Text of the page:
Wound healing is a highly complex biological process composed of three overlapping phases: inflammatory, proliferative, and remodeling. The acute inflammatory response has being an integral role in tissue healing and fundamental for the homeostasis and reestablishment. This phase depends on the interaction of cytokines, growth factors, chemokines, and chemical mediators from cells to perform regulatory events and complex interactions of the extracellular matrix, extracellular molecules, soluble mediators, various resident cells such as fibroblasts and keratinocytes, and infiltrated leukocyte subtypes that act to restore or replace the integrity of the skin. If this well-orchestrated response becomes deregulated, the wound can become chronic or progressively fibrotic, with both outcomes impairing tissue function, which can ultimately lead to organ failure and death. In this chapter, we will review the pathway in the skin healing cascade, relating the major chemical inflammatory mediators, cellular and molecular, as well as demonstrating the local and systemic factors that interfere in healing and disorders associated with tissue repair deficiency in chronic inflammations, burns and hypertrophy.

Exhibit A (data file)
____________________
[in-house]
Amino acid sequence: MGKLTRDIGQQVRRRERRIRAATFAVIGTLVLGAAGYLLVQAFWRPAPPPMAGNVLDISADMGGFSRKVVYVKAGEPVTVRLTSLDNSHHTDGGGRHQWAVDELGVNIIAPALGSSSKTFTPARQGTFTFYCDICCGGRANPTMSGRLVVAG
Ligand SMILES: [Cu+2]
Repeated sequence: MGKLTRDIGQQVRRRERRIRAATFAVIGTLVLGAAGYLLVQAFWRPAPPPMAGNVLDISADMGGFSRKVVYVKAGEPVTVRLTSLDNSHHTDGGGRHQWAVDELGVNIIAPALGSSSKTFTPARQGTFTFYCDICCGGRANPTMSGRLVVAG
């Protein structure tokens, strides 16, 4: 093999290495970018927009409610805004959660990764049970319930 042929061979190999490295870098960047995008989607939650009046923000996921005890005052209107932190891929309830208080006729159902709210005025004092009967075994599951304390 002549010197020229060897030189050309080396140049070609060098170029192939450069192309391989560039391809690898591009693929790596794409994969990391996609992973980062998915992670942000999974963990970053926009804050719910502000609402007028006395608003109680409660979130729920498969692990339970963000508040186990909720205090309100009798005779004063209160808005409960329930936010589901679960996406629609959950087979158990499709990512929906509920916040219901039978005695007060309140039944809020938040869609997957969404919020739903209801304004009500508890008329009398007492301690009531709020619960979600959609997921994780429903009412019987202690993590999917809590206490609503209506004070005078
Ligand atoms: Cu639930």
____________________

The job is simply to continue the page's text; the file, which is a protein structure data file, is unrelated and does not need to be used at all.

Part of the book: Wound Healing